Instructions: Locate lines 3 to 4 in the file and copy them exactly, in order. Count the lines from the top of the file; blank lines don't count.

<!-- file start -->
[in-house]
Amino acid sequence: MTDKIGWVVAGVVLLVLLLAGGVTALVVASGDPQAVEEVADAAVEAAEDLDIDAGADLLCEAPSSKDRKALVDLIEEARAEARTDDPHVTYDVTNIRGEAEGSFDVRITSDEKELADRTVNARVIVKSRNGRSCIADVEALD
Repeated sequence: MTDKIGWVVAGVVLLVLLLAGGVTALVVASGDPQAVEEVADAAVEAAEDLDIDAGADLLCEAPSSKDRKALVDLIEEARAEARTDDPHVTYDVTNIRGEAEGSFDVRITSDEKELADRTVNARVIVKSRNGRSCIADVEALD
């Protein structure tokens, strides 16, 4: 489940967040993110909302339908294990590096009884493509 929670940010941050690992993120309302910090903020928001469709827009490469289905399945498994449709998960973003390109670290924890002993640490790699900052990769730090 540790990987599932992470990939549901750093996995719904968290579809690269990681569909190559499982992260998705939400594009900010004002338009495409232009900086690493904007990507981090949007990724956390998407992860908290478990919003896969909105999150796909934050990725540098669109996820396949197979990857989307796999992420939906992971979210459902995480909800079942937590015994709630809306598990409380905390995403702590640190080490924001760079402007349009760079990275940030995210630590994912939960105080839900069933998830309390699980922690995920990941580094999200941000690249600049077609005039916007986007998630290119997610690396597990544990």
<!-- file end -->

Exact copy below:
Repeated sequence: MTDKIGWVVAGVVLLVLLLAGGVTALVVASGDPQAVEEVADAAVEAAEDLDIDAGADLLCEAPSSKDRKALVDLIEEARAEARTDDPHVTYDVTNIRGEAEGSFDVRITSDEKELADRTVNARVIVKSRNGRSCIADVEALD
């Protein structure tokens, strides 16, 4: 489940967040993110909302339908294990590096009884493509 929670940010941050690992993120309302910090903020928001469709827009490469289905399945498994449709998960973003390109670290924890002993640490790699900052990769730090 540790990987599932992470990939549901750093996995719904968290579809690269990681569909190559499982992260998705939400594009900010004002338009495409232009900086690493904007990507981090949007990724956390998407992860908290478990919003896969909105999150796909934050990725540098669109996820396949197979990857989307796999992420939906992971979210459902995480909800079942937590015994709630809306598990409380905390995403702590640190080490924001760079402007349009760079990275940030995210630590994912939960105080839900069933998830309390699980922690995920990941580094999200941000690249600049077609005039916007986007998630290119997610690396597990544990």